What do you mean I can’t write?

What does a writer do when she cannot write?

I don’t mean cannot write in the sense of writer’s block; I mean physically cannot? Due to recent laptop repairs I found myself without my computer for almost two weeks. (Repairs aren’t entirely fixed… you may notice that the comma key still doesn’t work… more repairs to come…) No problem. I can write with a pen!

So here I am enjoying writing by longhand. Enjoying the creative flow as it passes through my ink. Enjoying the inability to backspace and delete. Enjoying not fussing with corrections every time I make a typo. Just writing… free as a bird.

Ho ho. No such luck. Next I conveniently tear a ligament in my wrist while simultaneously pushing down on a metal stake and twisting it at the same time. (Note to self: not good to exert force through a twisting joint.) It is of course my writing hand.

Hmmm. That’s a bit of a problem. What now? I try writing with my left hand but that is as useful as an umbrella full of holes.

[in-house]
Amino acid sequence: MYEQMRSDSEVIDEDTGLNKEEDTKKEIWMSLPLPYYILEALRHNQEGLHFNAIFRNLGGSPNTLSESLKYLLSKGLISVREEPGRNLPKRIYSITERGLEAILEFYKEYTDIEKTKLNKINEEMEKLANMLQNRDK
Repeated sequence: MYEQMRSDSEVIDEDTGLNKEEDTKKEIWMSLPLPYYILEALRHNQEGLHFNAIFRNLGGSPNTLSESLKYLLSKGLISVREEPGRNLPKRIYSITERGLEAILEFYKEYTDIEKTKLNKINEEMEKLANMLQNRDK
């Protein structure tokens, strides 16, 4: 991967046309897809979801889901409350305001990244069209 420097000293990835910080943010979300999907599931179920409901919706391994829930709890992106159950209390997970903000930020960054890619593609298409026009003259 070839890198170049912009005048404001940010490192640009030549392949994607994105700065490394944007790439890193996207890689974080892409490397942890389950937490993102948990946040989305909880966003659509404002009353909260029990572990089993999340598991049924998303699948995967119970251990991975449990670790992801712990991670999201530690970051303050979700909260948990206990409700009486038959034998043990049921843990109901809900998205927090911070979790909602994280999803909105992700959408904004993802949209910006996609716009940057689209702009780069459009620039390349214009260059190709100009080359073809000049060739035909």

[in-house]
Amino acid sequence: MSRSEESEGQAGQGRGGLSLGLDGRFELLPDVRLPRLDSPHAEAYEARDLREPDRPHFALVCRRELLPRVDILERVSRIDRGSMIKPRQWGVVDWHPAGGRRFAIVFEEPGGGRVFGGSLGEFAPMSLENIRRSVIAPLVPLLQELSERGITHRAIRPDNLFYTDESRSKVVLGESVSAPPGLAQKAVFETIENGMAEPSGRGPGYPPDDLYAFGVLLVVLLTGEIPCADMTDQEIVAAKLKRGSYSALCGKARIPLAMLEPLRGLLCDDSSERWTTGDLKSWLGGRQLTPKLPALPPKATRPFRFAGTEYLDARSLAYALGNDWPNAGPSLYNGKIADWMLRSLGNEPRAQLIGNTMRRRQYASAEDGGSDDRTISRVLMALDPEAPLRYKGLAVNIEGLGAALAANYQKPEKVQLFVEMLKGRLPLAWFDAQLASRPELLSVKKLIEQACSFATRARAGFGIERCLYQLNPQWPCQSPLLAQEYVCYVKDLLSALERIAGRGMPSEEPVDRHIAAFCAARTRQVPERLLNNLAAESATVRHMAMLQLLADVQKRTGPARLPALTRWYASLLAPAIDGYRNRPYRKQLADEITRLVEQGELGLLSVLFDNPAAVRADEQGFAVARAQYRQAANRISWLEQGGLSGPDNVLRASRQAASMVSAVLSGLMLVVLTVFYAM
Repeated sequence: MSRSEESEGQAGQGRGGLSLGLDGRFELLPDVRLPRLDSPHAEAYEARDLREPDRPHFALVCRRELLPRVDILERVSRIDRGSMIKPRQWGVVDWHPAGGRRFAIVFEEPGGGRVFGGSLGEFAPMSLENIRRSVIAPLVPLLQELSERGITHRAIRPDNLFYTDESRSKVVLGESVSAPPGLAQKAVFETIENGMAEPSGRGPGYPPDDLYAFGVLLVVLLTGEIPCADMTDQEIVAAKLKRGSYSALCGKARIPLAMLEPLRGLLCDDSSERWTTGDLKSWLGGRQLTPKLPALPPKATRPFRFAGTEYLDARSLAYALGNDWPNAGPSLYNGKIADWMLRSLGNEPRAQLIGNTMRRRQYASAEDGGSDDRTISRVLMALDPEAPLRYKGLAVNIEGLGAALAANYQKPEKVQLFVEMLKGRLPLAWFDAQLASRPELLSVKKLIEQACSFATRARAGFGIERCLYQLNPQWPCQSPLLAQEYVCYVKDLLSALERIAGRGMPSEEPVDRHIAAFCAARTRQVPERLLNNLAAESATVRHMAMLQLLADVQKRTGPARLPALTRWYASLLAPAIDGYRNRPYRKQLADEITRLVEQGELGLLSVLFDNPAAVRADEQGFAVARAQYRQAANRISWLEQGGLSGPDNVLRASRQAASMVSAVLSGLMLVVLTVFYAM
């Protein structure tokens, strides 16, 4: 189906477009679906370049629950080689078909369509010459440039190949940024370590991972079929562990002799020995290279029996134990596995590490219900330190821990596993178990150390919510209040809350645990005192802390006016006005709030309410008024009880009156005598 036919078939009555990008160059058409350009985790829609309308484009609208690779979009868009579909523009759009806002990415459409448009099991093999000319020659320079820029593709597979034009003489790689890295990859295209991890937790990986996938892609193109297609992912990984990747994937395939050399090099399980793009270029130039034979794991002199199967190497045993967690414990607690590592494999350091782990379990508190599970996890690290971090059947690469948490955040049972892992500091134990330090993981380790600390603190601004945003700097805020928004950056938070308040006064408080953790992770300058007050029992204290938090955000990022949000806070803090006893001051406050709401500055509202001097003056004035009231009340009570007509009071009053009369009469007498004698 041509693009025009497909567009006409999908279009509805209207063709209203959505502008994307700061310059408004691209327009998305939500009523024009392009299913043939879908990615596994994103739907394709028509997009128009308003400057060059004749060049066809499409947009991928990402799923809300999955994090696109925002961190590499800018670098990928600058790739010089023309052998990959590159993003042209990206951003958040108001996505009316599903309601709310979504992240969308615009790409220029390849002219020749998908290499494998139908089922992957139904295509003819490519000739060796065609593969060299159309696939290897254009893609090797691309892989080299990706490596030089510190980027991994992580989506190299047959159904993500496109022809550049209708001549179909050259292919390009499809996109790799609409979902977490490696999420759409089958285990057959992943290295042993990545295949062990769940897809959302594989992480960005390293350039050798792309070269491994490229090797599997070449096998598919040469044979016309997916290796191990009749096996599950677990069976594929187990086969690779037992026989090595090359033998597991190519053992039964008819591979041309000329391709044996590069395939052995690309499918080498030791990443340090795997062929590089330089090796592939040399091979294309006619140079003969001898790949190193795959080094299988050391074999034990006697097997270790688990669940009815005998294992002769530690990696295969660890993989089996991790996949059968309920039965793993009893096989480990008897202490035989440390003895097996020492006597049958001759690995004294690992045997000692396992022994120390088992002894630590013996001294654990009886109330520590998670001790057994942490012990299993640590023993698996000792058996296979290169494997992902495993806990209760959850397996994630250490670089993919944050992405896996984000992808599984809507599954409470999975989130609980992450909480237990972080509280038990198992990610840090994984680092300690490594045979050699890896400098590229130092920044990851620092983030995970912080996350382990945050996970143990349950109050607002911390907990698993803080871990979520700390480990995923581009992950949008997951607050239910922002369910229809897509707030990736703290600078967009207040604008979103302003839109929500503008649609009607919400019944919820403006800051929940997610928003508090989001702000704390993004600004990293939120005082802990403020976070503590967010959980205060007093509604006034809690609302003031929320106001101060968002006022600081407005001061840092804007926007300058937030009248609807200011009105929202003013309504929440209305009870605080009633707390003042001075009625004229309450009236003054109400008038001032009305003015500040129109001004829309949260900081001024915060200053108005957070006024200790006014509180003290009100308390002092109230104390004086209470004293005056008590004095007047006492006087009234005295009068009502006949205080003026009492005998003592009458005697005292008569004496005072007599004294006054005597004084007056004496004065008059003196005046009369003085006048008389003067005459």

Voice activated software?? Come now. It won’t be that long until your wrist is better. Maybe a week.

A week! Such a long time when I have just started a new novel and my characters are bouncing around in my head and jostling to be heard. But a week it has been. And in that time I have actually found that my characters’ voices have become clearer. Their plot paths more tangled (in a good way). And the literary shape of the book has started to appear.

By forcing me to wait my wrist has given me quite a gift. Because instead of bolting head-on into actually writing the chapters (that would inevitably be deleted and rewritten anyway) I actually have a better sense of where to begin.

So perhaps less writing and more thinking was exactly what I needed?

But enough’s enough. Now that I can almost type again without pain I have some serious exorcising of character voices from my head to do. They’re keeping me up at night.

Pass the laptop.